Airports are still Number 1, but a poker tourney leap-frogged little league baseball game AND bar on St. Patrick's Day as a great place to people watch. You see the pressure take hold and whatever the person is going through in real life comes through in how he plays. You can tell who is a good person by how he wins and loses hands and how he exits when he's eliminated. You can also tell which douchebags don't tip servers and who thinks it's always his turn to go at a four-way stop.

Thursday, June 2, 2011

Addressing the Midlife Crisis

I've been thinking a lot lately about becoming a grown up and I'm not handling it well. Growing older is inevitable to be certain, but it's time for me to get a grip on things.

The responsibilities of adulthood are the price
we pay for the beauty and joy of being a child.

That thought just stuck in my head yesterday. Sounds like a quote from Whitman or Frost, doesn't it? But it's not. It's mine. I'm thinking of having some t-shirts made. Or maybe one of those posters with a cool stock photo of a kid riding a bike or blowing the stuff from a dandelion.

Not to get all philosophical or anything, but I'm not where I thought I'd be at this point in my life. But dreams of playing in the big leagues for most has to remain that... a dream. Just like Doc Graham says in 'Field of Dreams.' Incidentally, my dreams of baseball glory were dashed when my high school coach cut me because he didn't know what to do with a guy who could handle pitchers, but couldn't really see to hit and could time his 40-yard-dash with a sundial.

I know that's a longshot, but I thought I'd be in New York or Chicago or LA writing commercials and print. Who knew that I'd finish school at the exact time that package goods advertising hit the skids and print started its decline. I always had the journalism degree to fall back on, but if you get fired from the big paper's advertising department, there's not much chance of writing for the news department.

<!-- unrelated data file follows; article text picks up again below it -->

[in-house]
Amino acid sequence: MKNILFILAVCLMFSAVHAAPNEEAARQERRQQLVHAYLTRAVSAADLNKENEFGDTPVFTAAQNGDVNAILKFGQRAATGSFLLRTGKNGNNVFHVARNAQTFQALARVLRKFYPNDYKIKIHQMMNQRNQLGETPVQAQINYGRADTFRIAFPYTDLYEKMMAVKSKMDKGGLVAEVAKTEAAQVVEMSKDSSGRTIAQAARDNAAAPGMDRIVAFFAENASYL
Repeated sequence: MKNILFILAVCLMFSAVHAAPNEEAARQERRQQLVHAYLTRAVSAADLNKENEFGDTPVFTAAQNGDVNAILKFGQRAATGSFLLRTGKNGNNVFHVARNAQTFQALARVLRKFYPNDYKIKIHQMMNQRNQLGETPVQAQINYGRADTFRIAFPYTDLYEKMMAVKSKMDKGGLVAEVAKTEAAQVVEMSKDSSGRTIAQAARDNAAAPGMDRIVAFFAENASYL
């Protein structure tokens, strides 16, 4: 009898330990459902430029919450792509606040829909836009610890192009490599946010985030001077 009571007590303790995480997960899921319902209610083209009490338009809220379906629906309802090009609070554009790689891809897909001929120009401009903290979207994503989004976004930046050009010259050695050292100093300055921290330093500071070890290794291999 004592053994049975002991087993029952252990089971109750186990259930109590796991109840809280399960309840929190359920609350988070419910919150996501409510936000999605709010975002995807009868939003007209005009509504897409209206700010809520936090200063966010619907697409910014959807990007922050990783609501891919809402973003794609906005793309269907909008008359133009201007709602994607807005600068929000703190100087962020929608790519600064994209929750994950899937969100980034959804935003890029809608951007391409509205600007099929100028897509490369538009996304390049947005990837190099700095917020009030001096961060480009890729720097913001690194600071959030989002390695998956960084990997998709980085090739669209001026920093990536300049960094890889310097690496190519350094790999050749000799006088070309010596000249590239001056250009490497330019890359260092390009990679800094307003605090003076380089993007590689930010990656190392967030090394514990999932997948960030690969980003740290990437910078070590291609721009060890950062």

Don't get me wrong. I've got a pretty good life. The suck factor is pretty minimal. I have an amazing wife and two great kids. I have a really cool, but pain in the ass dog. I have a job... and let's just leave it at that.

Lately, though, I've been trying to figure out where my dreams now lie. You can call it a mid-life crisis, but I don't think there's a Harley in my future. I keep asking for one, but Ashley says no way. (Meanie.)

I think it's because I'm missing the innocence of youth, the power of dreams and the thought that I could just pack everything I own into one carload and see what happens next. Maybe it's time to re-read 'On the Road' and Kerouac can set me straight once again. It's also been a while since I've read 'Catcher in the Rye,' which I used to do every June.

I miss being cool. Or at least what I thought cool was. Maybe I never knew what cool was, but at least I did cool things. I performed with an improv troupe. I went white-water rafting. I wrote poetry. I traveled through Scotland and Ireland for three weeks with no plans or reservations. I hung out. I fished and hunted and drove country roads till I got lost. I watched storms. I met people. I felt like I was involved.

Will doing those things again make me happier? Probably. I think it will. Maybe not... I don't really know, but it could remind me of some dreams I once had. Or it could help me find new goals, and remind me that you can still be a cool guy, even if you're past your cool guy phase. I'd like to remind myself that you can approach life with zeal and optimism. Because that's the guy I was in my late 20s. I'd like to see that guy again. I want my boys to know that guy.